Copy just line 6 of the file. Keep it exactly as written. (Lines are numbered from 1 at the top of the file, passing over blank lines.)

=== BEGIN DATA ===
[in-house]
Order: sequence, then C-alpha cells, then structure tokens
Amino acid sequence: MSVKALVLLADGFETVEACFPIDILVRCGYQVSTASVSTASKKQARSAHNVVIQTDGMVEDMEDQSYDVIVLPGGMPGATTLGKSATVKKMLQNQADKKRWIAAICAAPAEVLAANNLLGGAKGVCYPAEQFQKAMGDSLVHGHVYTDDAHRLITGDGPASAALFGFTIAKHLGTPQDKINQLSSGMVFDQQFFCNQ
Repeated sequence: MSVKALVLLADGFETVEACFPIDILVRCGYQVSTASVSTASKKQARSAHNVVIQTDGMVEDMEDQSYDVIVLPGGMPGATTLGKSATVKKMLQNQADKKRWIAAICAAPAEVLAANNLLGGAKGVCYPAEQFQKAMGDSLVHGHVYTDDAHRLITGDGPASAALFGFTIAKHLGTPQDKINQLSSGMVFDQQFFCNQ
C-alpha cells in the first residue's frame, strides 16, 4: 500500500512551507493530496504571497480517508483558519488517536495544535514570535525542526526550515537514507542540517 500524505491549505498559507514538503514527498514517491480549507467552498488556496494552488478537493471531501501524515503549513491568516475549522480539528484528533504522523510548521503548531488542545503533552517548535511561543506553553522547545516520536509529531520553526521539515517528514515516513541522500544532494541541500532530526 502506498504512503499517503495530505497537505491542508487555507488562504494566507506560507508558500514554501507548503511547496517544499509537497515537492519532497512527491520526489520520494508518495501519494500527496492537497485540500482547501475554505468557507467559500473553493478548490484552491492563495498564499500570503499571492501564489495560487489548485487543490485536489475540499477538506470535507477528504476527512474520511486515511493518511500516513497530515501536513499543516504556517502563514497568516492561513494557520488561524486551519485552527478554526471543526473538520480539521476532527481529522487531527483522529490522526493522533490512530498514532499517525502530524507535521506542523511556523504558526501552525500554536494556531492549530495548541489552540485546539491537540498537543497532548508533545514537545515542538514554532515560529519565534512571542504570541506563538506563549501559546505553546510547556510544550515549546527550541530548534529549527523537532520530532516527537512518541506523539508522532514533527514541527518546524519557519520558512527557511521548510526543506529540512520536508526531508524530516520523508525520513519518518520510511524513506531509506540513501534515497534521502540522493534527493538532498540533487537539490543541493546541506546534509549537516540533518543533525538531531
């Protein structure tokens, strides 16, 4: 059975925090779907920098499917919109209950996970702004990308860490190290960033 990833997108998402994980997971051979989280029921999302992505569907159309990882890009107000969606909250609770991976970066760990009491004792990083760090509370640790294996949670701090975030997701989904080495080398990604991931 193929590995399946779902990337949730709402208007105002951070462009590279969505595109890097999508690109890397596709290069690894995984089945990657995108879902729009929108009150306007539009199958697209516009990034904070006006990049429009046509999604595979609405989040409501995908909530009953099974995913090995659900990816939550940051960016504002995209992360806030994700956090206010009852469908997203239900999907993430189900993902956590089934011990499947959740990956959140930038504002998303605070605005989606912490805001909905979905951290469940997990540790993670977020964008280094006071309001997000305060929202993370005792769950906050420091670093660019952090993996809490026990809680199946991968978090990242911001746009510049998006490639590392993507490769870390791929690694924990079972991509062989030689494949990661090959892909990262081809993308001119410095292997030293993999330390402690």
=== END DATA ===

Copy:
């Protein structure tokens, strides 16, 4: 059975925090779907920098499917919109209950996970702004990308860490190290960033 990833997108998402994980997971051979989280029921999302992505569907159309990882890009107000969606909250609770991976970066760990009491004792990083760090509370640790294996949670701090975030997701989904080495080398990604991931 193929590995399946779902990337949730709402208007105002951070462009590279969505595109890097999508690109890397596709290069690894995984089945990657995108879902729009929108009150306007539009199958697209516009990034904070006006990049429009046509999604595979609405989040409501995908909530009953099974995913090995659900990816939550940051960016504002995209992360806030994700956090206010009852469908997203239900999907993430189900993902956590089934011990499947959740990956959140930038504002998303605070605005989606912490805001909905979905951290469940997990540790993670977020964008280094006071309001997000305060929202993370005792769950906050420091670093660019952090993996809490026990809680199946991968978090990242911001746009510049998006490639590392993507490769870390791929690694924990079972991509062989030689494949990661090959892909990262081809993308001119410095292997030293993999330390402690």